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Can You Avoid Talking Politics at Work?

Andrew Martins
Andrew Martins
Staff Writer

With the 2020 election around the corner, workplaces are struggling to keep political conversations civil and productive.

  • According to a survey from Glassdoor, 60% of respondents said they believed political discussions at work were "unacceptable," though 57% said they engaged in them anyway.
  • With a highly contentious election looming in November, 28% of respondents said they had a co-worker try to get them to change political affiliations.
  • Still, researchers learned that 54% of employees felt companies should encourage political activity or going to the polls outside of work.

There's a common belief that in the pantheon of conversation topics you shouldn't bring up in polite conversation, politics ranks right up there next to sex and religion. Yet as the 2020 election grows closer, it's become nearly impossible to escape our firebrand Republican president and the large group of Democrats vying for their chance to oppose him in the polls. People's feelings on the matter are red-hot, and if you're running a small business, you've likely overheard potentially contentious discussions among your employees.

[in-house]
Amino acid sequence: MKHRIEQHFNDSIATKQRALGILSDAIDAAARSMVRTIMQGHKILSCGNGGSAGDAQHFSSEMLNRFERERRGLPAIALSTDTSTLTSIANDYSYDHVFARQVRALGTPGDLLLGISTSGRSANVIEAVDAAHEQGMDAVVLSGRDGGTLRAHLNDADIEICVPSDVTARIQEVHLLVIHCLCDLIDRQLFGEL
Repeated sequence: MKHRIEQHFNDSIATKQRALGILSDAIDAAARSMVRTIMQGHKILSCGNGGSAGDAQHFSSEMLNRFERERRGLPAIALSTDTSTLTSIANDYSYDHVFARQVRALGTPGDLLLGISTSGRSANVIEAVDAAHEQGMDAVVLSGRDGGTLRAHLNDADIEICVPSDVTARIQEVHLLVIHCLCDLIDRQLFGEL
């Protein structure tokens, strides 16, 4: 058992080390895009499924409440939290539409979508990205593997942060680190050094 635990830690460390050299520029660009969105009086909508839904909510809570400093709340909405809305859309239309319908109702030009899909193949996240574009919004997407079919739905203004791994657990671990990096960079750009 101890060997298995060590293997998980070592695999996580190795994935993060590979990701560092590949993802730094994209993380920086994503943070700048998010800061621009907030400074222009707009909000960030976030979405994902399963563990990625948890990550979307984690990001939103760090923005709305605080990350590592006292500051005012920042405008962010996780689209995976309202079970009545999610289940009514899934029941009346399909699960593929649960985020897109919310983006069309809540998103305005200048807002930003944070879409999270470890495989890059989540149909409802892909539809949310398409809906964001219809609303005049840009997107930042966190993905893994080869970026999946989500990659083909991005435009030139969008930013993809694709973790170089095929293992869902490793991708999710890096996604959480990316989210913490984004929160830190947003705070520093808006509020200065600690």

Earlier today, Glassdoor revealed data that shows just how prevalent political discourse in the workplace has become. In an online survey conducted by The Harris Poll last month, more than 1,200 employed American adults shared their experiences and preferences with workplace political banter.

With politics serving as an ideological wedge throughout most of the country, you may want to stymie the conversation at your company altogether. Given Glassdoor's latest findings, as well as existing legal standards, there may be some steps you can take to bring the workplace Overton window back to the middle.

Employees see political conversations as a negative

While nearly every part of the country is embroiled in what feels like one massive heated debate on the future of its democratic beliefs, Glassdoor's researchers found that most respondents wanted little to do with it in the workplace. While 60% believe the topic is "unacceptable" for the workplace, women were more likely to want to avoid the topic than their male counterparts by a margin of 66% to 54%.